Selective color—the conversion of part of an image to black & white while creatively leaving or replacing the color of one or more elements of the picture—can be tricky. Full blown image editors like Photoshop have offered the ability for quite a while, but now there is an app that makes selective color photos simple and (quite frankly) fun to create: ColorStrokes.
How does it work?
Unlike complicated layering and masking tools for selective color, ColorStrokes takes a different approach. You can start by taking a photo or choosing a photo from your Camera Roll or Facebook. Once chosen, you can pan and zoom the photo, and choose whether to apply a square filter (good for photos which will end up on Instagram).
After you have loaded your photo, a host of fantastic editing options await in ColorStroke’s well-designed interface. On the top button bar you have options to save your creation, undo, adjust brush settings, apply Effects like “Dreamy” or “Hard Light,” and Adjust image settings, which contains options to let you adjust saturation, hue, brightness, contrast, and vignetting.
ColorStrokes lets you paint in the selective color effects, and those settings are controlled by the bottom button bar. You can choose to selectively paint in the native (original photo’s) color, adjust the background to greyscale, blue tint, or sepia, and choose to repaint your image one of 14 preset colors. You can also choose a custom color, allowing for some dramatic and shocking effects. Buttons along the bottom with an arrow in them indicate choice panels, which you invoke by tapping and holding those buttons.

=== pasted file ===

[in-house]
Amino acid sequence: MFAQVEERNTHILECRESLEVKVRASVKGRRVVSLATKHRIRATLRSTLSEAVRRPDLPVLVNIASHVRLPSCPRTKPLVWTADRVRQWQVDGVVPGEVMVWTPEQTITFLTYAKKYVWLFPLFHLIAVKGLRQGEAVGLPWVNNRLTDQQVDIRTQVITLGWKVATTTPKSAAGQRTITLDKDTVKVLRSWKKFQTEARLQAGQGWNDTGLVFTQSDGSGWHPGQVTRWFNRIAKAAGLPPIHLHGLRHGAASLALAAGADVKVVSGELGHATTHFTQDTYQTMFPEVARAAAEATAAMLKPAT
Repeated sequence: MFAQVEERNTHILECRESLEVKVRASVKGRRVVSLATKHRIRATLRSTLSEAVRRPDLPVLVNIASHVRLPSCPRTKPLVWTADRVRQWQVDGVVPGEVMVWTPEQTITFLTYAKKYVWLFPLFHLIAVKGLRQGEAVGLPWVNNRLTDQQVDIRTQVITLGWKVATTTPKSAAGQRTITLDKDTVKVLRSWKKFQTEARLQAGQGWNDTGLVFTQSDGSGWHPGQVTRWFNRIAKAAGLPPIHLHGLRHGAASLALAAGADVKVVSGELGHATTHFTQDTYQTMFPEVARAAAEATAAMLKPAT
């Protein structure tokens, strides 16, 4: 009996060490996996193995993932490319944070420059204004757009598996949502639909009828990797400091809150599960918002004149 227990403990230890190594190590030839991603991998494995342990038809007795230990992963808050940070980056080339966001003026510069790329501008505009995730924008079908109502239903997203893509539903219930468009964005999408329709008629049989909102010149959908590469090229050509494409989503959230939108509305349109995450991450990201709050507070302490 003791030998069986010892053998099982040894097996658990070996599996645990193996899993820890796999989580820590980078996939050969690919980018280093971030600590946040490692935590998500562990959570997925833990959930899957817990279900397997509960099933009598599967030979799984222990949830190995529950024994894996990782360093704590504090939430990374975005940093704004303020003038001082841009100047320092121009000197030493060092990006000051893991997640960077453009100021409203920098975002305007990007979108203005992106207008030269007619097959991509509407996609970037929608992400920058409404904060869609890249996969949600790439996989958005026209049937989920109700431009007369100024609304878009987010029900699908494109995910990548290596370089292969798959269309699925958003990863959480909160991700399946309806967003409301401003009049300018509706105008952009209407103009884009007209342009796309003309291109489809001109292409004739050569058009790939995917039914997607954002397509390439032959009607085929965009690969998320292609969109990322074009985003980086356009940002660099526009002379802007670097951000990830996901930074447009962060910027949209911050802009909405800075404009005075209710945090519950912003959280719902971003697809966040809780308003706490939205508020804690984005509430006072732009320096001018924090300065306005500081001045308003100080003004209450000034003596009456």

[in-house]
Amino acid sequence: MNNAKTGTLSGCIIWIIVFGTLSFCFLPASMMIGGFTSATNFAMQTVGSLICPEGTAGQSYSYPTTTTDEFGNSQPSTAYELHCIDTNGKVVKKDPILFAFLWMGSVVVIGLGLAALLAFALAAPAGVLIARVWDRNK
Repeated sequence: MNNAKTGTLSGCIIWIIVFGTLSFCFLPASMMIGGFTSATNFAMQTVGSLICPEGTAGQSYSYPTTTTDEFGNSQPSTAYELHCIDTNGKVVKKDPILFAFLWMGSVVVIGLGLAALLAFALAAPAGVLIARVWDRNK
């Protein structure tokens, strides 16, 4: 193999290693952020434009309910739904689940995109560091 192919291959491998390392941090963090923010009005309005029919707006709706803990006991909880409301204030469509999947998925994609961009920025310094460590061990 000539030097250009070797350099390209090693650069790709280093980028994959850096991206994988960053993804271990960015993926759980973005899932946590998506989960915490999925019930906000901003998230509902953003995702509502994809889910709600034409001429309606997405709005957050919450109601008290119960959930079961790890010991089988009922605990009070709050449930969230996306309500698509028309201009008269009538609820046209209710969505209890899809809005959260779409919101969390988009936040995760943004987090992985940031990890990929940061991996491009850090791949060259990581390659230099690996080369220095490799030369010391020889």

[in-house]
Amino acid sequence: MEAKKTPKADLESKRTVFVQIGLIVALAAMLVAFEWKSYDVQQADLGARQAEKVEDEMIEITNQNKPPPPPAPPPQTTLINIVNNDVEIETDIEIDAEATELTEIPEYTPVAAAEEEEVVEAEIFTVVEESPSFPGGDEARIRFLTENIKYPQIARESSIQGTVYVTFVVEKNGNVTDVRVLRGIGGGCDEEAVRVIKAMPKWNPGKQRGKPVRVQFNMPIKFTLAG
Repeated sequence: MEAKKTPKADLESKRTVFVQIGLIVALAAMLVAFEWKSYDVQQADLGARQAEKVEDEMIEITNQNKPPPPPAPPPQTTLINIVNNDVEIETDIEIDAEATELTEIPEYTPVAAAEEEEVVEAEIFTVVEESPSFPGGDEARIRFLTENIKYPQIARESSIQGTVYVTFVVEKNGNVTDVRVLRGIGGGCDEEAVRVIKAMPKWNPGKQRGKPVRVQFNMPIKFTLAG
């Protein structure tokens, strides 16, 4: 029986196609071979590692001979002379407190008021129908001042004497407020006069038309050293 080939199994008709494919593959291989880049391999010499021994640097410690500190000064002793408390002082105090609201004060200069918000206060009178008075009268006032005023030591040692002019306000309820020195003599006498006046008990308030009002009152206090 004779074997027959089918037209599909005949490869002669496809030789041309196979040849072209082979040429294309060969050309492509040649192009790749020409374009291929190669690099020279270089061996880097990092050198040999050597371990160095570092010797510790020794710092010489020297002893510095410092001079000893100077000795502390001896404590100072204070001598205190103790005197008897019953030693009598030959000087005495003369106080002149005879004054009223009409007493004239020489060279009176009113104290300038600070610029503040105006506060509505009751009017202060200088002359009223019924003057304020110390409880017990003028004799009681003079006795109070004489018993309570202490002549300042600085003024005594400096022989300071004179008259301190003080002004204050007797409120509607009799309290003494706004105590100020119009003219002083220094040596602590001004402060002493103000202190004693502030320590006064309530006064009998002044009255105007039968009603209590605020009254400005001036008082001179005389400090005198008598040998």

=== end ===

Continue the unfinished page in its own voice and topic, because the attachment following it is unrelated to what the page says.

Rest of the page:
When finished with your coloring, you simply tap “Done”, and the app gives you a number of sharing options. Choices include: Camera Roll, Postcard (via Sincerely postcards), Instagram, Facebook, Twitter, Flickr, Email, FX Photo Studio (also a MacPhun product), or print it via AirPrint. Be sure to look out for hilarious factoids on the sharing screen—just like a Snapple bottle they can catch you off guard.
Although uniformly amazing, ColorStrokes does have one minor issue: its brushes do not have edge detection, meaning your color paintings can often bleed. The brush softness and size can be adjusted to allow for more precise control, but it is still difficult to get clean colors on small objects.
Is it contagious?
ColorStroke’s interface can only be described by one word: fabulous. It is amazingly simple and incredibly useful. For example, a single tap on your photo will dismiss both button bars, freeing up the entire screen for editing. Awesome features include an intelligent zoomed preview (like Apple’s loupe for text selection) that places itself far away from your painting finger so as not to obscure your work. As a black & white photo editing tool ColorStrokes is easily worth its sale price of $0.99, as the combination of effects and adjustments lets you create dramatic monochrome images.